Timor Leste, China and Australia, and the influence contest

“Australia offers Timor-Leste something China cannot give – strengthening its democratic values. By supporting the inclusion of diverse figures in the Timorese polity, this will also help the government in Timor-Leste better respond to needs for education, health, human rights, the effects of climate change and need for energy. That’s the best way to foster regional cooperation.” Andrea Fahey,The interpreter (lowy institute)


Tech and climate top priorities for growing Indonesian economic ties [$]

“If Canberra wants to expand trade and investment, then it needs to try new approaches. Decades of telling Australian businesses to take advantage of the Indonesia opportunity hasn’t worked. This will be a long-term endeavour that will require significant investment and patience.” Robert Law,Australian Financial Review

The costs of carving up Papua

“Despite visiting Papua more than any of his predecessors, Indonesian President Joko ‘Jokowi’ Widodo’s policies in Papua have neglected Papuans’ demand for inclusion in policymaking. Instead of bulldozing its way to creating new provinces, Jakarta should engage in meaningful consultation with the Papuan people.” Deka Anwar,east asia forum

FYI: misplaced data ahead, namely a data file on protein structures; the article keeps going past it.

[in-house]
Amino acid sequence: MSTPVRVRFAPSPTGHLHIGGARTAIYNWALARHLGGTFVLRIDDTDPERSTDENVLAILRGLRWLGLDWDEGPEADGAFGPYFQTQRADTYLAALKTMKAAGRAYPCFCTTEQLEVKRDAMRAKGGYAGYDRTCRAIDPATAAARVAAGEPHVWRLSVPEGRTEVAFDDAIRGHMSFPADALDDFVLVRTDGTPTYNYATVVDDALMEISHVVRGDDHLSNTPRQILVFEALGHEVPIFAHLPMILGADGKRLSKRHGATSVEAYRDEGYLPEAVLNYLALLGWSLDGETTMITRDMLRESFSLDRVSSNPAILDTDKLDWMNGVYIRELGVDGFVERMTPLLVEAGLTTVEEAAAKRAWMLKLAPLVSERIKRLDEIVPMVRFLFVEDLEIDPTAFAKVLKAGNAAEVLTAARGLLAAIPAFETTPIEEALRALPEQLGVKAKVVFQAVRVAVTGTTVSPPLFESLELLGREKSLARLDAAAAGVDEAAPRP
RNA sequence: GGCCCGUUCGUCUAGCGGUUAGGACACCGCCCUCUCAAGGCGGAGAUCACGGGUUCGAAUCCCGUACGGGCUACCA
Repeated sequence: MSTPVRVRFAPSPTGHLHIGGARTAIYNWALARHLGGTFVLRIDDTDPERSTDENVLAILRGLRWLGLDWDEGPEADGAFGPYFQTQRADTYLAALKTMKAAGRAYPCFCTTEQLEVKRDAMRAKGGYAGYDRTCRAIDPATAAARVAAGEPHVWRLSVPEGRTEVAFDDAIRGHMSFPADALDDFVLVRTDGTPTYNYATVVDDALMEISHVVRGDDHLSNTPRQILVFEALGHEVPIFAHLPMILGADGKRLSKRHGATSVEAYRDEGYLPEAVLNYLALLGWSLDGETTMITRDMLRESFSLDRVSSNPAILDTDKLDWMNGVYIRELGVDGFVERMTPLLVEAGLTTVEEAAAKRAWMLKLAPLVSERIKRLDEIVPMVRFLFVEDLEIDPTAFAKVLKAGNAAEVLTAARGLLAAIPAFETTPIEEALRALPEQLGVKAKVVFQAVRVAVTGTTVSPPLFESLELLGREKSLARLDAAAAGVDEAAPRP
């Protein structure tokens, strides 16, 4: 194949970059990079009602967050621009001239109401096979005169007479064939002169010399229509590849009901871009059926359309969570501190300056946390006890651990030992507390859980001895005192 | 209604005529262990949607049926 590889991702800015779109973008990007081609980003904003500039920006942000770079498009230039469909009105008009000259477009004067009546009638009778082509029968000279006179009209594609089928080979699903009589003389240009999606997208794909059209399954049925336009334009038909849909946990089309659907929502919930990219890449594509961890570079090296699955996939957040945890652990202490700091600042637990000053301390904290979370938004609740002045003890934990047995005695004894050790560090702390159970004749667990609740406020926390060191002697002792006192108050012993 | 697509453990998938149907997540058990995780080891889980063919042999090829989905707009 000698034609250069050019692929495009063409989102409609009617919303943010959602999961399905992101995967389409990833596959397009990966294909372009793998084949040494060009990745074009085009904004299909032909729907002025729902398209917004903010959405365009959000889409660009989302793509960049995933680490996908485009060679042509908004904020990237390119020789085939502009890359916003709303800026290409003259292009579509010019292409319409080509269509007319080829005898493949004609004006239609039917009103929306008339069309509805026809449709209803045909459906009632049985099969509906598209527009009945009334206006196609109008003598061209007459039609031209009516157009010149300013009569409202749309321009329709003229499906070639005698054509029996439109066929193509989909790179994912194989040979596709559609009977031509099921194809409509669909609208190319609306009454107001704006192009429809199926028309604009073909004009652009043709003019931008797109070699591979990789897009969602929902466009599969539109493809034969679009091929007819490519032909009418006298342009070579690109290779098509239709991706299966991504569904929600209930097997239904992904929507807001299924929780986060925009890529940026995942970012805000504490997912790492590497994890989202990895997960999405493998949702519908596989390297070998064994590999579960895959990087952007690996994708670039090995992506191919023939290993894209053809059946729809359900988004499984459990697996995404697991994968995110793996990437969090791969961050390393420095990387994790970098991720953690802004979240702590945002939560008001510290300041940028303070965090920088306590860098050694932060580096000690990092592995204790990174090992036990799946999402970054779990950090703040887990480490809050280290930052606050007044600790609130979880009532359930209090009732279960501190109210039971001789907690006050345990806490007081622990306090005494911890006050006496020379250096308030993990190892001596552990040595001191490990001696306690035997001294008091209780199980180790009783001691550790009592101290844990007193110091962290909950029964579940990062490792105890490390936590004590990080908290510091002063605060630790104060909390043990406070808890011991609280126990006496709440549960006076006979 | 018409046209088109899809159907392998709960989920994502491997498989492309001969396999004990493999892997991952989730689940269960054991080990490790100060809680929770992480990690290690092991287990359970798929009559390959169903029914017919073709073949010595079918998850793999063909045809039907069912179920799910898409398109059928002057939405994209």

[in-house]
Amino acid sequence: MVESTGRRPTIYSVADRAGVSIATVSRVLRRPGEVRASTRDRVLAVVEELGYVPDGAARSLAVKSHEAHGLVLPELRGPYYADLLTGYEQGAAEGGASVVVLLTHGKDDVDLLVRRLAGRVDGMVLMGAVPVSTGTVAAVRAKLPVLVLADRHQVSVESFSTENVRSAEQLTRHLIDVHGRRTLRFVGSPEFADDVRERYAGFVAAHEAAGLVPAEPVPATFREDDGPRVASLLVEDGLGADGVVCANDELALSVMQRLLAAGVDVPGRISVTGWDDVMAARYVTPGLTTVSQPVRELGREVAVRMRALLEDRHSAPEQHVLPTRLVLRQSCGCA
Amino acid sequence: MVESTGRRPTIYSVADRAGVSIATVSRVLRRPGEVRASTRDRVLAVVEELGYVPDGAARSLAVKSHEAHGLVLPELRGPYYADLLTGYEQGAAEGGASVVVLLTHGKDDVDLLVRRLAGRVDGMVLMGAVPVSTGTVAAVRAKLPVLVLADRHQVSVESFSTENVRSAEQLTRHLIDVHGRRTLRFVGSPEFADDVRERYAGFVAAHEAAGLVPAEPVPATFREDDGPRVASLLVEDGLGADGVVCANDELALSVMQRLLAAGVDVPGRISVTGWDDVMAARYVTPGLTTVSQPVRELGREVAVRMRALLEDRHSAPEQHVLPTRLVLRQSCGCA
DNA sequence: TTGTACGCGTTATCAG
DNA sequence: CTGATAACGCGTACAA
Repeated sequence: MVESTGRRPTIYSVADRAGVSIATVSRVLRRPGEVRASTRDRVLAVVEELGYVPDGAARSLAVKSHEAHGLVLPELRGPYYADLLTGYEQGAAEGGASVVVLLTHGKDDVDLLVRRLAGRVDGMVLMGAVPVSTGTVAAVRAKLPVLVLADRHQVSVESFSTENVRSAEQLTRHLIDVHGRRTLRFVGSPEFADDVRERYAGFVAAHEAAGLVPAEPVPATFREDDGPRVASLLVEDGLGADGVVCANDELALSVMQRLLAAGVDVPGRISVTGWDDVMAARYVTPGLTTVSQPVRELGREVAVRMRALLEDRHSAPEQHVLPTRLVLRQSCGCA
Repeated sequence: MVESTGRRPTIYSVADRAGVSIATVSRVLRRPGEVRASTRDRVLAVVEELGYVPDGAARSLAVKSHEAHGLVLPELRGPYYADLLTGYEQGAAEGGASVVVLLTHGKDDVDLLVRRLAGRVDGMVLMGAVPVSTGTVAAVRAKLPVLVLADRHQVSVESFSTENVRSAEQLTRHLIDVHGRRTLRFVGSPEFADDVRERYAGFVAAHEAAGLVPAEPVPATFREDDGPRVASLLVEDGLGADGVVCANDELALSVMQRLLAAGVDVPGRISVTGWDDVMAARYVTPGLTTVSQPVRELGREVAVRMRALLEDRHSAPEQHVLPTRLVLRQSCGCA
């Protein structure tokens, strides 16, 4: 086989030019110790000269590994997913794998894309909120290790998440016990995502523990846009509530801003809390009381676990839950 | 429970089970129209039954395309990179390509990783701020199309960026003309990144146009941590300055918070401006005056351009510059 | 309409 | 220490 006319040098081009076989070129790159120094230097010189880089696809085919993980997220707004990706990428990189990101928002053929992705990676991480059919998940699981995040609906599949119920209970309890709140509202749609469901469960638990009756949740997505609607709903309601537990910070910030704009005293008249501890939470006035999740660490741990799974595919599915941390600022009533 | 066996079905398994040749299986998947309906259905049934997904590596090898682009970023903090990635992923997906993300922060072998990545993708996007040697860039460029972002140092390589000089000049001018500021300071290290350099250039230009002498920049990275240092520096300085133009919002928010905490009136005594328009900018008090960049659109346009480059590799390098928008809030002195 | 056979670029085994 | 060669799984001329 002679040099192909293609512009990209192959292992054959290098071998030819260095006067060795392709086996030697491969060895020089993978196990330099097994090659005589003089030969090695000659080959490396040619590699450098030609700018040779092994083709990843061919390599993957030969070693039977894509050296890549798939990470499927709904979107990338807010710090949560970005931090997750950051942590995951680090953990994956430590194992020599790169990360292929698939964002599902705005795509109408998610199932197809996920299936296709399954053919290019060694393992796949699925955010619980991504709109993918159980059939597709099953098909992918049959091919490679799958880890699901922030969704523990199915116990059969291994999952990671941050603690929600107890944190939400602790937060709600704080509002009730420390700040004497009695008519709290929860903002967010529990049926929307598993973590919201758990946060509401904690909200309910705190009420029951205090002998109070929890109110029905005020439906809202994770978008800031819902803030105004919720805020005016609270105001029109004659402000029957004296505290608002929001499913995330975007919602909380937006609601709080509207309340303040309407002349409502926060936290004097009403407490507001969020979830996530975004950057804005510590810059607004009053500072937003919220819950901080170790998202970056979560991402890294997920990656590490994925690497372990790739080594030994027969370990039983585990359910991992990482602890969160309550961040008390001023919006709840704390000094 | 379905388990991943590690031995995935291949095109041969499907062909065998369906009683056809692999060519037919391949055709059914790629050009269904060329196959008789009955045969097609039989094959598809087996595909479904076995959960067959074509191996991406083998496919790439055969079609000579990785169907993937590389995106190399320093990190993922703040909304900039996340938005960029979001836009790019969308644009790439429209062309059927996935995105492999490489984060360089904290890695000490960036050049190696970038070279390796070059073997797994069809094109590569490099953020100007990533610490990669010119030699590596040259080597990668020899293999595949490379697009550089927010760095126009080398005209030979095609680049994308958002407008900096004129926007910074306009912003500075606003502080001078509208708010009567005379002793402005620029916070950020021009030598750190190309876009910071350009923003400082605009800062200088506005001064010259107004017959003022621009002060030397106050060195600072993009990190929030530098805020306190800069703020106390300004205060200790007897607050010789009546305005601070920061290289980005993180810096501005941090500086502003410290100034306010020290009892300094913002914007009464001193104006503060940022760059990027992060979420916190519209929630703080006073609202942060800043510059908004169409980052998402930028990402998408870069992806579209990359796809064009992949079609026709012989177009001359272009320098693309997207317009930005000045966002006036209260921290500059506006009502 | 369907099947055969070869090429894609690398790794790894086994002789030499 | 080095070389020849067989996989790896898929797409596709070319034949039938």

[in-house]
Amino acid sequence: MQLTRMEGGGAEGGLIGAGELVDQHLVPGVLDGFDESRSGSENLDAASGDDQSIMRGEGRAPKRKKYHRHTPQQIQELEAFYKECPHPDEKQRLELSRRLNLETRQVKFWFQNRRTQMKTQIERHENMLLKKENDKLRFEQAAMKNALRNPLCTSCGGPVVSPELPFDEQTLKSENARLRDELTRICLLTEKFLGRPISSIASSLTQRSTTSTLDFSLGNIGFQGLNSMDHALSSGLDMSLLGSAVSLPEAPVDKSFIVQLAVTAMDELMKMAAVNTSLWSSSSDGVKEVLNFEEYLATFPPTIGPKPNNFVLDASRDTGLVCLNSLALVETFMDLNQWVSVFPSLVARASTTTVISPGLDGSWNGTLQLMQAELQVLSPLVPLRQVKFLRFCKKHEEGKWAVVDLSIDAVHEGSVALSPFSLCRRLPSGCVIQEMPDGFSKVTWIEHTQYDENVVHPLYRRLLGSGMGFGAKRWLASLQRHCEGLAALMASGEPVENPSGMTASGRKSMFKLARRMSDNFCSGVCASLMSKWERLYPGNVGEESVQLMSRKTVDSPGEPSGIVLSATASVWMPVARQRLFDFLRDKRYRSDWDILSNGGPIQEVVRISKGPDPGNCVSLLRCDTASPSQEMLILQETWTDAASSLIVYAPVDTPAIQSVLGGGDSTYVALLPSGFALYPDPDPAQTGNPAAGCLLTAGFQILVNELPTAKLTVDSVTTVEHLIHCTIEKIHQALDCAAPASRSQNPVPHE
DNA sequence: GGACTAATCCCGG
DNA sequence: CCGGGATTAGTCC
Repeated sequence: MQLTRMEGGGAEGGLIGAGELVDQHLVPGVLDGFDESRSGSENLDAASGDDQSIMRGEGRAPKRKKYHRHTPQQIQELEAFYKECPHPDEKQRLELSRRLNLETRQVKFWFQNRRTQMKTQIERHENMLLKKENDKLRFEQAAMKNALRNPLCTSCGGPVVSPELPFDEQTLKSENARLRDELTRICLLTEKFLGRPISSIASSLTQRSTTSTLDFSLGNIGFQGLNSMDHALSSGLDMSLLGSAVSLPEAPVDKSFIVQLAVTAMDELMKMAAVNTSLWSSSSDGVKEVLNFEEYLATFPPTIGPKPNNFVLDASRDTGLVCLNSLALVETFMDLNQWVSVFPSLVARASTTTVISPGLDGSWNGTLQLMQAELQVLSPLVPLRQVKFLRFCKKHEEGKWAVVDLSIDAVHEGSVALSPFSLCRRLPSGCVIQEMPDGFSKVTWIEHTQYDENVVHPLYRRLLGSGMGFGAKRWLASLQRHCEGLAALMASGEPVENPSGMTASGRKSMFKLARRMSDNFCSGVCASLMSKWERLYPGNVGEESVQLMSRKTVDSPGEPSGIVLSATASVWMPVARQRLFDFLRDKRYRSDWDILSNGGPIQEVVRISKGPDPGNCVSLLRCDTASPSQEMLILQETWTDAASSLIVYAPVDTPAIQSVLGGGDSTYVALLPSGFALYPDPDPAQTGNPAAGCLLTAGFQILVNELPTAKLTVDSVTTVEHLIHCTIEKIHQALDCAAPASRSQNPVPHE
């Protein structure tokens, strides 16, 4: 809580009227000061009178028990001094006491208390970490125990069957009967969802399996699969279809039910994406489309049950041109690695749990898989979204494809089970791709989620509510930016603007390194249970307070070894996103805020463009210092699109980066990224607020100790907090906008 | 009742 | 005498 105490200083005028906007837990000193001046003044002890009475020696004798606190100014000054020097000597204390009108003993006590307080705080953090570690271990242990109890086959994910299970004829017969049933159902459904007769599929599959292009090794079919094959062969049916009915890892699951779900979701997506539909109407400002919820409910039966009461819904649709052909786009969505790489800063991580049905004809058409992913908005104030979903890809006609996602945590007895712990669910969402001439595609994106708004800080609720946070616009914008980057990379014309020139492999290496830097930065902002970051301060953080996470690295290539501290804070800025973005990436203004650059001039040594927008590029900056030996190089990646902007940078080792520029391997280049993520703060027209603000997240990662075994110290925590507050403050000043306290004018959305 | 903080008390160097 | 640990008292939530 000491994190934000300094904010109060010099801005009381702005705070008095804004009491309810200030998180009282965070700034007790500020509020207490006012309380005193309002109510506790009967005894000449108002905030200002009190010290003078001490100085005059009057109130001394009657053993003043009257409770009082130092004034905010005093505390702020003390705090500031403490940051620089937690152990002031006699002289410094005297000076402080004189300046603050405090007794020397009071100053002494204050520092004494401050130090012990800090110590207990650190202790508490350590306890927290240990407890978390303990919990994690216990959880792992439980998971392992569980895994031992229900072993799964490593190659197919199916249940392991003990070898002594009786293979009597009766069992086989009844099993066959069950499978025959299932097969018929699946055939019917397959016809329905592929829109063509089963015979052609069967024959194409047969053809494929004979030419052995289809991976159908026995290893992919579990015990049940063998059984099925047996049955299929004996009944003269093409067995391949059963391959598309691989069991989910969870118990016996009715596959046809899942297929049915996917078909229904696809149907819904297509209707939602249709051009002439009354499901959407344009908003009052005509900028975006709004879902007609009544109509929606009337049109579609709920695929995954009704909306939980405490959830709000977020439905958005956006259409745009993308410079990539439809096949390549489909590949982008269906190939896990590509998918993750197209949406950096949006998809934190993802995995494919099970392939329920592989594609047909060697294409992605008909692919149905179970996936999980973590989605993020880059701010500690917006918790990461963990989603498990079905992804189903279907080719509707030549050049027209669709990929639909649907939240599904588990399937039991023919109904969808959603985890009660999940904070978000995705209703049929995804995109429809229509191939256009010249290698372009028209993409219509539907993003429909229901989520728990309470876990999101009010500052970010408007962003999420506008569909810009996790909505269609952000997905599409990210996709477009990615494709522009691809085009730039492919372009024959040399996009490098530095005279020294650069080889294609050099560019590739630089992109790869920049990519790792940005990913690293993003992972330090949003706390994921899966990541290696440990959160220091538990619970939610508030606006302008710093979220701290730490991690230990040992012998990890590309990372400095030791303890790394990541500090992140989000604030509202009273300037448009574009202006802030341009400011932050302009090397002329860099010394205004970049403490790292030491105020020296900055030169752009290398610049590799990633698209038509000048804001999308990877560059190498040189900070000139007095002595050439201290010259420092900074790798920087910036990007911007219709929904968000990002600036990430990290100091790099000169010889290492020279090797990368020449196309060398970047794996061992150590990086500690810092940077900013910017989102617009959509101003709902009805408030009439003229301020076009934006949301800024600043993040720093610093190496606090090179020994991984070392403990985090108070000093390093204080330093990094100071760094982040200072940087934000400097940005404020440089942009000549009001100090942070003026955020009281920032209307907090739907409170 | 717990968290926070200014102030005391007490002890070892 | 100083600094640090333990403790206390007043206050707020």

New from Quarterly essay

Sleepwalk to War: Australia’s Unthinking Alliance with America

Hugh White

Is the US–Australia alliance now based on a fantasy?

In this gripping essay, Hugh White explores Australia’s fateful choice to back America to the hilt and oppose China. What led both sides of politics to align with America so absolutely? Is this a case of sleepwalking to war? What tests might a new government face?

White assesses America’s credibility and commitment, by examining AUKUS, the Quad, Trump and Biden. He discusses what the Ukraine conflict tells us about the future. And he argues that the US can neither contain China nor win a war over Taiwan. So where does this leave our future security and prosperity in Asia? Is there a better way to navigate the disruption caused by China’s rise?

This is a powerful and original essay by Australia’s leading strategic thinker. read more

ANU/The Canberra Times Meet the Author – Hugh White in conversation

Thursday, 28 June


Hugh White in conversation with Paul Barclay

Wednesday, 29 June


Hugh White in conversation

Tuesday, 5 July


Writers @ Stanton – Hugh White

Stanton Library
Wednesday, 6 July